If, as President Richard Nixon has said, the Era of Confrontation is giving way to the Era of Negotiation, it would seem to follow that we are in for a period of treaty making. The conventional wisdom is that treaties are highly desirable. But Laurence W. Beilenson, a Los Angeles lawyer who was a U.S. liaison officer with the Chinese army in World War II, thinks that "treaty-reliance" is a "disease." In an elaborate study called The Treaty Trap: A History of the Performance of Political Treaties by the United States and European Nations (Public Affairs Press, $7.00), Mr. Beilenson proves that the "paper chains" of treaties between sovereign nations have never succeeded in holding "against interest." The "bad guys" (Kaiser Wilhelm, Joseph Stalin, Adolf Hitler) have cynically regarded treaties as "scraps of paper." But the "good guys" (democratically elected governments) have had just as lamentable a record of performance—or maybe we should say nonperformance. Some statesmen, of course, have been more hypocritical than others. The least hypocritical ruler was Joe Stalin, who wrote in 1913 that "a diplomat’s words must contradict his deeds—otherwise what sort of a diplomat is he? Words are one thing—deeds something entirely different. Fine words are a mask to cover shady deeds. A sincere diplomat is like dry water or wooden iron."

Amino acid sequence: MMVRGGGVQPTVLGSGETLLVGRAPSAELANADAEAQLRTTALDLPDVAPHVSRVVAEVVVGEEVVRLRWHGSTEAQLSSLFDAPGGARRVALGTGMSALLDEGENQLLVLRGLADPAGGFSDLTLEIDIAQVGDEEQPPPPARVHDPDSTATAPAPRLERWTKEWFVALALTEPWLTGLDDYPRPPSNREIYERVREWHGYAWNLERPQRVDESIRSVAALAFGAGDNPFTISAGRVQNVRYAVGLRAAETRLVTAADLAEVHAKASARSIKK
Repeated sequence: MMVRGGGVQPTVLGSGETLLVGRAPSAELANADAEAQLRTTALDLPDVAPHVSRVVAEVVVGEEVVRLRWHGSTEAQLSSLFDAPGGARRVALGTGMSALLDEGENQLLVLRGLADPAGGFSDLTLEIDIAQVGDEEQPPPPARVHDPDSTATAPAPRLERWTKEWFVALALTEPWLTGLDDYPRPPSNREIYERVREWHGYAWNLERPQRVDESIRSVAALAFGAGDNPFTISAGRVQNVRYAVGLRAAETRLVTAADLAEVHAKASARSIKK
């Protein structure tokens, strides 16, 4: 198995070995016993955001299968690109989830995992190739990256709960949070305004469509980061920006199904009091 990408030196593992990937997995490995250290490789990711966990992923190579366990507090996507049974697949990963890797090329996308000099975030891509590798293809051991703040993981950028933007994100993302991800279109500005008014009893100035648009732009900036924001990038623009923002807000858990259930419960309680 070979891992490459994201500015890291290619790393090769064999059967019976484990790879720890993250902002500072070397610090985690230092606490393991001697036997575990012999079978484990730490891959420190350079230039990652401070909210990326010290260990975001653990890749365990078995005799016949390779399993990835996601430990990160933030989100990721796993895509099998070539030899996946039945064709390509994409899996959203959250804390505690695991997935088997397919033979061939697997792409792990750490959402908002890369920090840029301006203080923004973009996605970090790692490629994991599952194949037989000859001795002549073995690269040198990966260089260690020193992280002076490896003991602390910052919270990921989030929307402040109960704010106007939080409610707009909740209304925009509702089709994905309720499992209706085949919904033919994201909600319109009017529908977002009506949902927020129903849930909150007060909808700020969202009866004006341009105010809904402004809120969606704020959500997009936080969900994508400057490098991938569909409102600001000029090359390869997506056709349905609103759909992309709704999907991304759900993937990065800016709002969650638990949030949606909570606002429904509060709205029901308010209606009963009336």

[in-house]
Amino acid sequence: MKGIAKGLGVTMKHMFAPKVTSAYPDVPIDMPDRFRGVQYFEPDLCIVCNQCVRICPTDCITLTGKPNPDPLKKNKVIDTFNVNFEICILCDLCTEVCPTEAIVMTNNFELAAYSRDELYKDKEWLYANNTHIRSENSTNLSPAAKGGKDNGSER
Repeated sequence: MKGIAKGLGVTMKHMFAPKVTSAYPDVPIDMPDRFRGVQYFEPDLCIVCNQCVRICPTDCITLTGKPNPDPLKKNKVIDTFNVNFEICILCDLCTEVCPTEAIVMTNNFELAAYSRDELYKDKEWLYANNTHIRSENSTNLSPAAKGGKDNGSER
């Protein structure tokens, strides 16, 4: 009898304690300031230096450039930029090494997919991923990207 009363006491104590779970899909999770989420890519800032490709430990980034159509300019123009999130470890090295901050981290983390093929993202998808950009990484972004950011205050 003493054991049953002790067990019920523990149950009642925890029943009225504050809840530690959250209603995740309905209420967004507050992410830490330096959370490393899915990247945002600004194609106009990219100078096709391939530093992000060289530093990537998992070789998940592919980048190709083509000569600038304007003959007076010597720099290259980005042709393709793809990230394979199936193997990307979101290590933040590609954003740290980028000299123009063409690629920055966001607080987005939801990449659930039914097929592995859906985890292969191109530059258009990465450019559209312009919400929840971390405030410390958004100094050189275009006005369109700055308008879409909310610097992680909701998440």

Since we are apparently about to enter into some sort of nuclear treaty with the Soviet Union, the most immediately relevant chapter in Mr. Beilenson’s book is the one which details the record of the Bolsheviks as members of the "diplomatic club." The communists began by repudiating both the debts and the treaties made by the Czars and the Kerensky regime, although they subsequently claimed the benefits of the older Russian treaties. In the first important Bolshevik treaty, that of Brest-Litovsk, Lenin promised the Germans that his government would engage in no agitation against the German State. But the minute the Soviets had opened an embassy in Berlin they began to carry on subversion, dispensing "grossly underestimated" sums of money to provoke a Bolshevik revolution inside Germany. "Yes, of course, we are violating the treaty," said Lenin, "we have violated it thirty or forty times…. Napoleon hunted the Germans for violating the [Tilsit] peace treaty, and the present [Napoleon] will hunt us for the same reason. Only we shall take care that he does not catch us soon."